Consumers who chose their own deal are more likely to be owed money by their supplier. 50% of people who chose a fixed deal have £119 credit on average, while 53% of those who chose a variable tariff are in credit by an average of £167. This compares with 43% of households on default or ‘Standard Variable Tariffs’, who are in the black by an average of £120 each.
Customers who pay by Direct Debit normally expect to accrue credit in the warmer summer months but spend it over winter when they use more gas and electricity. The wholesale cost of gas and electricity rose in 2018, meaning price hikes for consumers on variable tariffs and the cheapest fixes becoming more expensive in the second half of the year. However, a milder winter, including the second warmest February on record, meant that consumption may well have been lower than last year, and contributed to the increase in credit levels.
Despite more people being in credit, over half (55%) of bill payers still have to chase their supplier for the balance owed to them. Three of the big six suppliers refund credit balances automatically. Other companies require customers to call, go online or fill out a form.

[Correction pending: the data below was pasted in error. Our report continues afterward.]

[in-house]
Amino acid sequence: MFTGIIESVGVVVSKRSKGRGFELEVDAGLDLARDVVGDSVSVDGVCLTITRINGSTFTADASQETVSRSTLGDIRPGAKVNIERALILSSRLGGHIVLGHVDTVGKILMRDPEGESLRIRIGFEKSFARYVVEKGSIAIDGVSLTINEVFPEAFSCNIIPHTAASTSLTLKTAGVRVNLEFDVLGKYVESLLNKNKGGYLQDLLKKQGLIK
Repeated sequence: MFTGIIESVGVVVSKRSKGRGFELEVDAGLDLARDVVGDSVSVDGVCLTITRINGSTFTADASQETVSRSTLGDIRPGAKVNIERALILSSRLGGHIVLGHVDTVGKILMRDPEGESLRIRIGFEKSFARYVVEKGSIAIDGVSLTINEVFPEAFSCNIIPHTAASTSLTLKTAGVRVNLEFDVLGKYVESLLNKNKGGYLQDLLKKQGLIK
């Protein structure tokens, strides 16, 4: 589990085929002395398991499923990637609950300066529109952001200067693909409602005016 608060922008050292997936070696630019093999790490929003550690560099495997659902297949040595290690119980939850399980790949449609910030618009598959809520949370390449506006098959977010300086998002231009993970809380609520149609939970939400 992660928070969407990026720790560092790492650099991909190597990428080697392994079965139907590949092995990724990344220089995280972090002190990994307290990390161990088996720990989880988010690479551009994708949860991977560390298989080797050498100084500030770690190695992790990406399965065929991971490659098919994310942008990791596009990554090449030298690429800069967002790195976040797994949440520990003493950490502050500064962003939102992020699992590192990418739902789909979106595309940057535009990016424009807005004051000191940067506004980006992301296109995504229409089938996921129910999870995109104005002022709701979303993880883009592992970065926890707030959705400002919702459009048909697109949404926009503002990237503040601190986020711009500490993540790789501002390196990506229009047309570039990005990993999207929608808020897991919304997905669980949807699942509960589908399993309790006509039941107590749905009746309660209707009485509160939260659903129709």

uSwitch is calling for all energy companies to review account balances more regularly, and automatically refund any accounts if they are more than one month in credit or reduce monthly direct debits. Some suppliers refund credit balances once a year, but this may be subject to a minimum amount and policies vary between providers. Under Ofgem rules, customers are entitled to be repaid any credit on request and suppliers must explain if they think there is a valid reason not to.
Rik Smith, uSwitch.com energy expert, says: “Following a mild start to the year, many people find themselves in the enviable situation of being owed money by their energy supplier, instead of the other way around. For consumers, now is the time to spring clean your finances by reclaiming any credit you’re owed, and checking to see if you could be on a better deal.
“However, the energy industry could make things far easier for those who find themselves in credit. While some energy companies already have good systems for refunding customers, it should be standard practice across all suppliers to review accounts regularly and provide the option of automatic refunds or reduced payments for those more than one month in credit. People shouldn’t have to chase to get their own money back.
“The average credit balance is £126. Add that to the amount of money you could save by switching away from a poor value standard deal, and your household budget could be almost £500 healthier for just a few minutes work.